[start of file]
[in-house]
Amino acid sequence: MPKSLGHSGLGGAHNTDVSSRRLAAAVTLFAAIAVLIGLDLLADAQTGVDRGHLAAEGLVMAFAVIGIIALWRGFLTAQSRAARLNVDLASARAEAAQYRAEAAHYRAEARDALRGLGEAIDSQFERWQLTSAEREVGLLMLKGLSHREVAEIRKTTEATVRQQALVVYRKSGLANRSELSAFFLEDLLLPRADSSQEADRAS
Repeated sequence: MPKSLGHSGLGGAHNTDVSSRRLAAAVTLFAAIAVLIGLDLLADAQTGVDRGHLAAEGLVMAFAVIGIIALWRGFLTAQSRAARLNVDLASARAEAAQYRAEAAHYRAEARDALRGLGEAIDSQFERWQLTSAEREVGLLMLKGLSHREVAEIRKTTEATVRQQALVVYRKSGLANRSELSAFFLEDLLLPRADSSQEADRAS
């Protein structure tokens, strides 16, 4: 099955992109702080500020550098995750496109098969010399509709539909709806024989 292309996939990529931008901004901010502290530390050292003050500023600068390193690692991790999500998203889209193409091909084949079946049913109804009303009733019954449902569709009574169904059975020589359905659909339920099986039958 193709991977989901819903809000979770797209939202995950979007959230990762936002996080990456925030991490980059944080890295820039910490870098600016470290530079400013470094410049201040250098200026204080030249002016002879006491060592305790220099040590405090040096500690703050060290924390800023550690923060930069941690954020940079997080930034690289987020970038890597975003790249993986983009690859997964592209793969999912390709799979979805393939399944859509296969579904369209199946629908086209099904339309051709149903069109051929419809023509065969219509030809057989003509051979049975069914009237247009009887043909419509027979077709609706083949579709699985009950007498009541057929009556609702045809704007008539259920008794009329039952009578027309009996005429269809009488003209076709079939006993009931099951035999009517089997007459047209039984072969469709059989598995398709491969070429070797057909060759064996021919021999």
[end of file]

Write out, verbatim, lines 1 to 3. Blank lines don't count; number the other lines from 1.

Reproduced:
[in-house]
Amino acid sequence: MPKSLGHSGLGGAHNTDVSSRRLAAAVTLFAAIAVLIGLDLLADAQTGVDRGHLAAEGLVMAFAVIGIIALWRGFLTAQSRAARLNVDLASARAEAAQYRAEAAHYRAEARDALRGLGEAIDSQFERWQLTSAEREVGLLMLKGLSHREVAEIRKTTEATVRQQALVVYRKSGLANRSELSAFFLEDLLLPRADSSQEADRAS
Repeated sequence: MPKSLGHSGLGGAHNTDVSSRRLAAAVTLFAAIAVLIGLDLLADAQTGVDRGHLAAEGLVMAFAVIGIIALWRGFLTAQSRAARLNVDLASARAEAAQYRAEAAHYRAEARDALRGLGEAIDSQFERWQLTSAEREVGLLMLKGLSHREVAEIRKTTEATVRQQALVVYRKSGLANRSELSAFFLEDLLLPRADSSQEADRAS